- Dec 28, 2006
Are these things really worth it? - What if you made a regular car with all the tricks of a Prius?
More after the jump
The first thing Toyota did was fit the Prius with an Atkinson-cycle engine. The Atkinson cycle leaves the intake valve open for part of the compression stroke. While that seems counter to efficiency gains, it keeps cylinder pressures in check and allows longer burns, ensuring more complete combustion and extracts more work from the intake charge. The lower cylinder pressures reduce NOx emissions by keeping temperatures down. We'd be curious to see the 1NZ-FXE engine in the Prius fitted with Toyota's trick "dual-injection" system. The dual-injection system uses both direct gasoline injection, into the cylinder, and indirect injection, into the intake port. The reason for the seemingly redundant systems lies in optimizing swirl and atomization. Teaming the two methods together allows more optimal tuning across the RPM range, resulting in better efficiency and performance.
Sticking to the engine, there's an insulated canister fitted to the Prius that works like the vacuum flask we fill with fine coffee every morning (lest we have to stoop to store-bought swill). Warm engine coolant is held in the canister and then re-used to speed engine warmup. This is a really slick trick and would likely bump every engine's MPG rating a hair, as time spent warming up would be greatly reduced. Another thing to consider for colder climates would be gasoline-fired coolant heaters. These are pretty commonly fitted to vehicles in Scandinavian countries. They consume a fraction of the gasoline used by a running engine and are a far more efficient way to pre-warm your coolant. It'd also mean an end to our neighbor's seemingly endless idling at 4AM. WIth the coolant pre-warmed, the engine is able to get into it's most efficient mode of operation much faster.
An automatic transmission (or CVT like the Prius) is undoubtedly the way to go for emissions control. With fly-by-wire throttles, the conditions of shifts can be tightly controlled so that the engine management isn't chasing the driver's input like less integrated systems have to do. The throttle plate can be feathered, timing optimized, fuel delivery exactly metered, all to ensure a perfect shift as cleanly as possible. Team the transmission with a steep final-drive ratio, and program it to short-shift, keeping the throttle plate open wide, and pumping losses are brought down. We're not sure what the current state of throttle-less gasoline engines is, but the last time we checked, it was difficult to get them to meet emissions targets. While it would seem great to just run the thing as lean as possible, cleanliness suffers. With a lean mixture, there's not as much fuel to absorb heat in the cylinder, leading to excessive cylinder temperatures and very high combustion pressures. Those lead to increased NOx, which is one of the more difficult internal-combustion byproducts left to control; engineers have done a great job figuring out how to tame most of the others.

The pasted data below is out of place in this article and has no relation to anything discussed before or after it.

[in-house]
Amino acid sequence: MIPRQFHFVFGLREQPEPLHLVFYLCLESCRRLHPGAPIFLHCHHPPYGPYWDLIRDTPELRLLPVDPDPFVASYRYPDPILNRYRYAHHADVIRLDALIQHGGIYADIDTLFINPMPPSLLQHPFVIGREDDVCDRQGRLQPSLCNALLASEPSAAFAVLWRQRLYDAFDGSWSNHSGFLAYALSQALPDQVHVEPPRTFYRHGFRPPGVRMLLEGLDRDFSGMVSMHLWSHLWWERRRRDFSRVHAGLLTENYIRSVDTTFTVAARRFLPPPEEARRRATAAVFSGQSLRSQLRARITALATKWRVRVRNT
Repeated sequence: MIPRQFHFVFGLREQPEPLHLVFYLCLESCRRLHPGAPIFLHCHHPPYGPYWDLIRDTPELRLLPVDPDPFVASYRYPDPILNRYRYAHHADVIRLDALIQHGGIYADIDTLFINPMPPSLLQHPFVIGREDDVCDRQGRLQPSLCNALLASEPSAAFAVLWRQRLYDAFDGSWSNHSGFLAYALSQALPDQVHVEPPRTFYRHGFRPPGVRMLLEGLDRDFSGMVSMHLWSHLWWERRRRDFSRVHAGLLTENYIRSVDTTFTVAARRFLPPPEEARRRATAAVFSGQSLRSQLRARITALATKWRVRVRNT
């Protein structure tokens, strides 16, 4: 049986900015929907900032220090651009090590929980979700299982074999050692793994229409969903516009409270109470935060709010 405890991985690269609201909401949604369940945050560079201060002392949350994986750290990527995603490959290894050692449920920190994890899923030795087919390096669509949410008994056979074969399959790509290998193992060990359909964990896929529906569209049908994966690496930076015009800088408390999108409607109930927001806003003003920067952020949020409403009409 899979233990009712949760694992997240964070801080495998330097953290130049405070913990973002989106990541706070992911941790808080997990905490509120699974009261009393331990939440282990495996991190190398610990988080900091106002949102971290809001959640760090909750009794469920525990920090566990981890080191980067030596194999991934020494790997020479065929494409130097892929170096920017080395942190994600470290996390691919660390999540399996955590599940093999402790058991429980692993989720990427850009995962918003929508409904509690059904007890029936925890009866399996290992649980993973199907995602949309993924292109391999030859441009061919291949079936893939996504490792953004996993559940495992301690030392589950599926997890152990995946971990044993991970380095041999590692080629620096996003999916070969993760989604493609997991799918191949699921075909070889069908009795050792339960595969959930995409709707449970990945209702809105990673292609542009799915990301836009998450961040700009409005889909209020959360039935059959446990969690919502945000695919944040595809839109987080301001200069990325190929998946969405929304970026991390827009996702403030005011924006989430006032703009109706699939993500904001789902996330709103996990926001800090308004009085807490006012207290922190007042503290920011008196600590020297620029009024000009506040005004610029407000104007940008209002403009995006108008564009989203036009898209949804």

A low coefficient of drag can have a marked effect on MPG at elevated speeds. The Prius has a low .26 Cd. Lessening the wind resistance through body shape has to be the most maintenance free way of lowering consumption and thus emissions. Those savings last for the life of the car (provided it's repaired after any crack-ups). Tires that offer low rolling-resistance are also a proven way to reduce fuel consumption. The tradeoff is typically that ride and handling suffer, but we're not sure how true that is anymore. A lot of it comes down to tuning the car for its prospective audience, and efficiency-geeks don't typically feel the need to go whipping around corners (though you could do it, and be efficient at the same time!).
Lastly, weight reduction is a huge factor. Cars today are heavy. Using composites and aluminum where possible helps, and safety equipment isn't light, either. Not only that, vehicles are expected to come full-boat loaded. Power everything, nice stereos, HVAC that'll roast marshmallows in the winter and chill sodas in the summer, etc. The Prius really shines at delivering a remarkably normal driving experience for all its technogeekery. We're just curious how the Prius would do without the weight of the battery pack and electric motor, and a little more gumption from underhood (perhaps throw a supercharger on the engine, making it a Miller Cycle).
Let's make sure we're clear here - this is not Prius hating. We're just wondering out loud about possible solutions that would yield across-the-board efficiency gains for all the cars that are not blessed with Hybrid Synergy Drive. We can learn some new tricks from the hard work that the Prius team has undertaken, and we'd love to see Toyota lead the way applying bits and pieces across their entire line of vehicles.